Mr Kgobokoe said a lot of adjustments had been made to the budget for Programme 1 (administration), which amounted to R902.5 m. Programme 2 (agricultural production, health and food safety) had a budget of R 2 197.2 m, while in programme 3 (food security and agrarian reform) 450 smallholder producers were being commercialised and the budget was R1 946.8 m. In Programme 4 (trade promotion and market access), 14 agro-processing entrepreneurs were being trained on processing norms and standards. It had a budget of R261.7 m. In Programme 5 (forestry and natural resources management), three legal entities would be established and a draft memorandum of understanding developed for two pilot sites, with a budget of R1 016.7 m. In programme 6 (fisheries), objections included the Aquaculture Development Bill being submitted to Cabinet and the allocation of rights in the abalone and West Coast rock lobster sector, and the budget for this programme was R482.2 m. The total budget for the six programmes was R6.8 billion.


The Chairperson said that in Programme 3 (food security and agrarian reform), there were two important policies -- integrated support and integrated finance. There had been no finalisation of the policy on mechanisation, which did not appear in the programme. Secondly, when the DAFF had made a presentation on the provinces that were insecure in terms of food security, the number one province on that list had been North West (NW) followed by the Eastern Cape (EC), Mpumalanga (MP) and KwaZulu-Natal (KZN), in that order. The interventions did not show the Department had resolved those issues. The Committee wanted to see a visible programme that attended to the issues that had been raised by Statistics South Africa. The Committee wanted to see a synchronising of budgets as well as the integrated support. The road map should show activities that were related to the achievement of those targets. NW was pathetic -- half of the population were food insecure. In NW, the number of under-utilised hectares in communal areas was 11 770, but 1 505 households benefiting from food production initiatives. Did this have logic? At the last meeting, the Committee had requested for details of the equitable share for agriculture in the provinces so that it could see how they were funding agriculture as concurrent function.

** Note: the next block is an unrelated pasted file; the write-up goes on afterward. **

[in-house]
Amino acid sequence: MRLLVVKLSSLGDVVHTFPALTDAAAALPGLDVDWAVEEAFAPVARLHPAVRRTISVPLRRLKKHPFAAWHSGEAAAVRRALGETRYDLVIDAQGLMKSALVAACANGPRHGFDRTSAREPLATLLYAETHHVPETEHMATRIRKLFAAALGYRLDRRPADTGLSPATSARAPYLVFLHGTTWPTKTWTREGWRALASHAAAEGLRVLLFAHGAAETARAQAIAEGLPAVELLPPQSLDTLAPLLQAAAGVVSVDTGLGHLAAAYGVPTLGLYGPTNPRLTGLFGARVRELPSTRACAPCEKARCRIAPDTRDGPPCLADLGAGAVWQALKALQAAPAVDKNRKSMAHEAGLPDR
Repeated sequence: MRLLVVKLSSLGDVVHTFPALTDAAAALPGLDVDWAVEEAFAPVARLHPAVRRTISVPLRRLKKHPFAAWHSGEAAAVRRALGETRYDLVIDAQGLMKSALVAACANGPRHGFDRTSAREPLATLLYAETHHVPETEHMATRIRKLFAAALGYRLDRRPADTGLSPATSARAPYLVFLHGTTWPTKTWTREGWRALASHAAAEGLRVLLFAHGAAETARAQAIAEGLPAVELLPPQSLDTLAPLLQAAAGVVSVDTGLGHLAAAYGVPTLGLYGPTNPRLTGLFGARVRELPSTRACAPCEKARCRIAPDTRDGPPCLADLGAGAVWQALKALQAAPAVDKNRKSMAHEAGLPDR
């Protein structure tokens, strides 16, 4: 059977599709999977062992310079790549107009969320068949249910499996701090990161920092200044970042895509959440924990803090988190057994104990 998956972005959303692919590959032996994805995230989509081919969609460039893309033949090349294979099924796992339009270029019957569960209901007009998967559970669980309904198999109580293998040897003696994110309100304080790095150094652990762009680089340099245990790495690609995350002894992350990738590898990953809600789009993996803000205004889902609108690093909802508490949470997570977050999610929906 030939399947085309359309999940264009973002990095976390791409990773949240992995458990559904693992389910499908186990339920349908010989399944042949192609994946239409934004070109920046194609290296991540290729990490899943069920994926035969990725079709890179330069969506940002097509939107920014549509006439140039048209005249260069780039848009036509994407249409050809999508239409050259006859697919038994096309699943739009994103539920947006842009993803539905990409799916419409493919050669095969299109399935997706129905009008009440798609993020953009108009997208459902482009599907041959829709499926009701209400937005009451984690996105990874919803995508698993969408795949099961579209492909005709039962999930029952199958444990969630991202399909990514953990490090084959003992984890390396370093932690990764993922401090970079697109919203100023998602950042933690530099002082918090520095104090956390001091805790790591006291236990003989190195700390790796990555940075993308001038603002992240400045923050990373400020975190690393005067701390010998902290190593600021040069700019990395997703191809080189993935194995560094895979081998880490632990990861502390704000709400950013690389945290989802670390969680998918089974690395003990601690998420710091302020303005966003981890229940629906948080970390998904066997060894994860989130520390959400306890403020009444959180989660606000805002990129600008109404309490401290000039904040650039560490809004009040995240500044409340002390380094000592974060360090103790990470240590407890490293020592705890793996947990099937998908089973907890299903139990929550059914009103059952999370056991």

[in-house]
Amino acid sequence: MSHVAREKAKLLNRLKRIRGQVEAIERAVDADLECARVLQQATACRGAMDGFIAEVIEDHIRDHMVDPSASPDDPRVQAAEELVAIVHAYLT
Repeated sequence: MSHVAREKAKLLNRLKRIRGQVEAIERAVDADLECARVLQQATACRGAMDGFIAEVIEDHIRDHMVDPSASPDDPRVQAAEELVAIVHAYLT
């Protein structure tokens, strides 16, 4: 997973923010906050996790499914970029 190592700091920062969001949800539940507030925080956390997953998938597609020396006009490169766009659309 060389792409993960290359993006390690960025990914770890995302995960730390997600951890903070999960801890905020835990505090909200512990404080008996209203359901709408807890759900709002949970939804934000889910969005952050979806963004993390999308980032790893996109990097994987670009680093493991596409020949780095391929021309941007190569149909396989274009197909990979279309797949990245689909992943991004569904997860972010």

Mr N Paulsen (EFF) said one presentation slide showed the target for the number of small holder producers supported by 2019 was 300 000, while another indicated the number supported in 2017/18 was 23 599.Was that the target for this financial year? If that were the target again in 2018/19, there would be a shortfall of over.250 000 by 2019. There was need to put more into agriculture if the Department wanted to address those challenges. It was not just the issue of food insecurity, but unemployment as well. There was no visible programme showing a specialised unit of DAFF going to support households. There was an opportunity for the Department to make a massive impact. There should be massive agricultural schemes. There was no visible programme in the APP for an increase of stock levels in abalone, lobster and hake.